It’s a fresh demographic for the brand.
“Right now a lot of those kids are familiar with tennis more holistically, but they may not be familiar with the AO brand. So if we can talk to a global audience, [we want to] encourage them to turn on the broadcast and watch the AO in January,” pronounces Plummer.
Attracting global audiences to the Australian Open
At the start of this year AO Adventure drew in 4.2 million Roblox visitors during AO23, though it’s the ongoing success of the activation that Plummer says Tennis Australia “neglected” to anticipate, the targets for which were exceeded in the space of six weeks.
By October 2023, the event had attracted 13 million Roblox visits. He says that even in the four-day period immediately preceding our discussion, AO Adventure attracted “over a hundred thousand visits”.
But he’s aiming higher. Since a virtual space has endless capacity, Plummer speaks of one billion people attending the AO in years to come, despite the cap on physical attendees being closer to one million.
Distant engagement has also surprised the Tennis Australia team, as 98 percent of consumers are located outside of Australia and New Zealand. Though none of them host Grand Slam championships, countries like Vietnam, Brazil and Russia top the list of consumer attendance.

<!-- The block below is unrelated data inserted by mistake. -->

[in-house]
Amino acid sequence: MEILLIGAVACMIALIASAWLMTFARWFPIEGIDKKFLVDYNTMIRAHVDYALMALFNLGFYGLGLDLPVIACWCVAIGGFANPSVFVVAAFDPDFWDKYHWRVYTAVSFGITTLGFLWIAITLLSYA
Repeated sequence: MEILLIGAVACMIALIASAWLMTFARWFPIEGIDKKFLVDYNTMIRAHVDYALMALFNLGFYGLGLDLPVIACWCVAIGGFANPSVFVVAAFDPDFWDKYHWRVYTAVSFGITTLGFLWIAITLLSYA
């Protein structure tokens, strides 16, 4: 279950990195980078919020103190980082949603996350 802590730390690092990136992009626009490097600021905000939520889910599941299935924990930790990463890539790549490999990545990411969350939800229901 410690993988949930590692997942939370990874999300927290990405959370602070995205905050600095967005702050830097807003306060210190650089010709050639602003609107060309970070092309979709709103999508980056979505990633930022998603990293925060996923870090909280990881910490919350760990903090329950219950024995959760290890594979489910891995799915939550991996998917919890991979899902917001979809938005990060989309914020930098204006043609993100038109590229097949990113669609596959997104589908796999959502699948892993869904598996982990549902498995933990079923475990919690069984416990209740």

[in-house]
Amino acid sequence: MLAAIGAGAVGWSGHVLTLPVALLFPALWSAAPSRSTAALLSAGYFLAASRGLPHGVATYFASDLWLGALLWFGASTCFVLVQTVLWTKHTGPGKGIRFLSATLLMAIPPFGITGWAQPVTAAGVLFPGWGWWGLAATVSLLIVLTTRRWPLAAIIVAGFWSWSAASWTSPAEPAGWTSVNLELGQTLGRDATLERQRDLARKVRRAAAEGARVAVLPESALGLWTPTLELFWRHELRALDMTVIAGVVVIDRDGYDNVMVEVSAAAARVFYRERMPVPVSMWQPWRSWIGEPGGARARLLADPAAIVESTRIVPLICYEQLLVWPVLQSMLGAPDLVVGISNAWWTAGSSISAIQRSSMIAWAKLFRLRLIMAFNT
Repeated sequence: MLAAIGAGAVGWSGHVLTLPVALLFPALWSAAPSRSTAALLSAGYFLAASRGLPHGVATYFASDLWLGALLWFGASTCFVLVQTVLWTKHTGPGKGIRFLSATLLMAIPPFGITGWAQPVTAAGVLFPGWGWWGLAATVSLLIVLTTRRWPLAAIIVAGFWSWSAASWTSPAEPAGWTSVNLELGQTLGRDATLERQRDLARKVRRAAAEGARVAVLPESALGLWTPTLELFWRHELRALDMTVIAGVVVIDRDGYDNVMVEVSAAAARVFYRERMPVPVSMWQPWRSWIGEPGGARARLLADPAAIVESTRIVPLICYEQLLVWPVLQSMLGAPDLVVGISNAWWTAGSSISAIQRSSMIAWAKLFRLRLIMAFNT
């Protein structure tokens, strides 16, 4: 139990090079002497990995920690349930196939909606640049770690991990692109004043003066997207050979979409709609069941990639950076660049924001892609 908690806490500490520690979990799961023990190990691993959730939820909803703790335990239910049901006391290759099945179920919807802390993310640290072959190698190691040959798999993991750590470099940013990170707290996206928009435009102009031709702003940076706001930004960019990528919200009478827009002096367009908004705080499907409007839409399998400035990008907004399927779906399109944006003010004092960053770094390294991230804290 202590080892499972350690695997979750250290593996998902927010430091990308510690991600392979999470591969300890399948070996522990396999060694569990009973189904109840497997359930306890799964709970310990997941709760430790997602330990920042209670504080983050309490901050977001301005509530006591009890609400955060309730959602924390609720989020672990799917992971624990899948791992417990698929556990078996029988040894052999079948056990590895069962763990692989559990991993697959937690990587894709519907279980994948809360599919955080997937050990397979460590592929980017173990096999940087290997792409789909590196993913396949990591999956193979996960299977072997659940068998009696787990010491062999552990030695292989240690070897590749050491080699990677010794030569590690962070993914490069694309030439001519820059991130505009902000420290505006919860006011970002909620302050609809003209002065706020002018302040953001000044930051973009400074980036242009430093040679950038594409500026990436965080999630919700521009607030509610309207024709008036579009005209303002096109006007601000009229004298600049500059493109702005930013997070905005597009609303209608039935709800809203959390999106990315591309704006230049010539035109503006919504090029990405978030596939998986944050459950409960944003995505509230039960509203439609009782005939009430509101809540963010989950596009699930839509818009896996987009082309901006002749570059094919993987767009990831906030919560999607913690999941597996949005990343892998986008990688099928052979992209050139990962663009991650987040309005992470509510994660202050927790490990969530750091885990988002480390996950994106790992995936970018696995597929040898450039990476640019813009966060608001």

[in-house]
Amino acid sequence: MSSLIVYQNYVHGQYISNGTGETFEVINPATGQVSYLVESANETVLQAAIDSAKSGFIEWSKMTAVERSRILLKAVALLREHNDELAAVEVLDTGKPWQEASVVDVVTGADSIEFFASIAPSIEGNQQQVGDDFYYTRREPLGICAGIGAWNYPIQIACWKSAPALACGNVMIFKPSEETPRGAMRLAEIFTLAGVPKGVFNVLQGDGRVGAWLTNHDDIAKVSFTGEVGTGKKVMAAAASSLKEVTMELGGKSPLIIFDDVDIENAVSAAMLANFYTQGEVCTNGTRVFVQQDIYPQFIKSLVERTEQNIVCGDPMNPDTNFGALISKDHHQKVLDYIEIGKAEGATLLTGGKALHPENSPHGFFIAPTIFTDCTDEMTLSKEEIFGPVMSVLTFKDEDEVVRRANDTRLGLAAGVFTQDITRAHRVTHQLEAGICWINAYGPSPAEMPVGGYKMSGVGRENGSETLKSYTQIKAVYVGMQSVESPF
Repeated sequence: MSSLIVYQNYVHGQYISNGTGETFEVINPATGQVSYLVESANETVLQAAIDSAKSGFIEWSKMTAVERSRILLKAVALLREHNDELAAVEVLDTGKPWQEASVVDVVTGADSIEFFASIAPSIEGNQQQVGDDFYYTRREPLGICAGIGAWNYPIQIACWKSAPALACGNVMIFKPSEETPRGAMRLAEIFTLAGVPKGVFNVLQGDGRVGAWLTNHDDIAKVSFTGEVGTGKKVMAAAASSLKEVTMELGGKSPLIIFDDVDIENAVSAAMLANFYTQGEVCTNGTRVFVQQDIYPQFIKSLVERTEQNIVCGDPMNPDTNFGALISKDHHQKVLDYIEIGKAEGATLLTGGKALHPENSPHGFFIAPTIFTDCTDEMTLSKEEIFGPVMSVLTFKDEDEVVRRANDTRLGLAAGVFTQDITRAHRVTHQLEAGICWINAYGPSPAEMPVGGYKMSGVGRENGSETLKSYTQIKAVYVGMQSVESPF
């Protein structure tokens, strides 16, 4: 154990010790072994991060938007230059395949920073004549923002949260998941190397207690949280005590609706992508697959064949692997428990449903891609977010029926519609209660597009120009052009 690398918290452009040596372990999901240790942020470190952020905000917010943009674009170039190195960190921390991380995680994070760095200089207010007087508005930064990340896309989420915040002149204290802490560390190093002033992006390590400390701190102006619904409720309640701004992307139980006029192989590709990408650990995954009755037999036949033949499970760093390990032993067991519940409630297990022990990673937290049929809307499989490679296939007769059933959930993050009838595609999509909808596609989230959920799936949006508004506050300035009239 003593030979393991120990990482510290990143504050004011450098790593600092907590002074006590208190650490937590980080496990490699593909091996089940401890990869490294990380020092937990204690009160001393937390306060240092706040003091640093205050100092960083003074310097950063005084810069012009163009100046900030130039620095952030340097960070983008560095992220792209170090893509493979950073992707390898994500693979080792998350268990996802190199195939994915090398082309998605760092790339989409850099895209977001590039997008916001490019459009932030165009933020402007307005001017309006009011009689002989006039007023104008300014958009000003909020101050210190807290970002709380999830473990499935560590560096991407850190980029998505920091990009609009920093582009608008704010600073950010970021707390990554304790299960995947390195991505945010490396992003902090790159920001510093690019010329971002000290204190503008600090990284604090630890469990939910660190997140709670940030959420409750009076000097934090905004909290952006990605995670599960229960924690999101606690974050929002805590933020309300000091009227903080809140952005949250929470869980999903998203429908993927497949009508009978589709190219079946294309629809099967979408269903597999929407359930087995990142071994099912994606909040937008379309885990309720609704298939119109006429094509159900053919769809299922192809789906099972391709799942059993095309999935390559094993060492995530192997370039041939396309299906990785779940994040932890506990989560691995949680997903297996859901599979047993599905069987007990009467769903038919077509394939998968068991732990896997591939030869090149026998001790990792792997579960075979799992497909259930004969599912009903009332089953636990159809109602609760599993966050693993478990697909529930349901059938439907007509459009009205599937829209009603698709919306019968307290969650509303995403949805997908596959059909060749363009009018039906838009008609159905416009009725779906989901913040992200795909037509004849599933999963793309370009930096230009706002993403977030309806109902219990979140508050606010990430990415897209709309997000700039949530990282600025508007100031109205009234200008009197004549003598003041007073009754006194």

“If we can educate them a little bit from a virtual platform, I think it’s a great opportunity that one day they may jump on a plane and come to the AO,” Plummer says.
Adapting to the developments of Web3
Web3 is all about decentralisation, but the popularity of blockchain technology has fluctuated since it appeared. I wanted to know how Plummer’s team had adapted to these changes.
In January 2022, Tennis Australia released 6776 ‘AO Artball’ NFTs which were a success at the time, but the unique blockchain collectables have since gone out of vogue. Tennis Australia has rebounded by spinning the collectables into gamified memberships, with holders able to win prizes based on the events of the actual tournament.
“One of the benefits that we offered this year is that if the ball that you own was a match winning ball, we will give you two equivalent tickets for that exact match the following year,” Plummer says.
“So if you own the men’s single final, you’d be entitled to two complimentary tickets to the men’s final next year.”
At the end of our chat, I ask Plummer what developments in the digital space have piqued his own excitement.
First he points to the other Grand Slams that have similarly engaged with digital innovation, like Wimble World. During the recent US Open, Tennis Australia partnered with its American counterpart to launch the Cross Court Challenge, a Roblox collaboration between the two tournaments.
Beyond the strong showings of other sports, he lists Gucci, Vans and Alo Yoga as brands with strong metaverse presences from other industries.
Read more about how brands use the metaverse here.
Cover image attributed to Tennis Australia.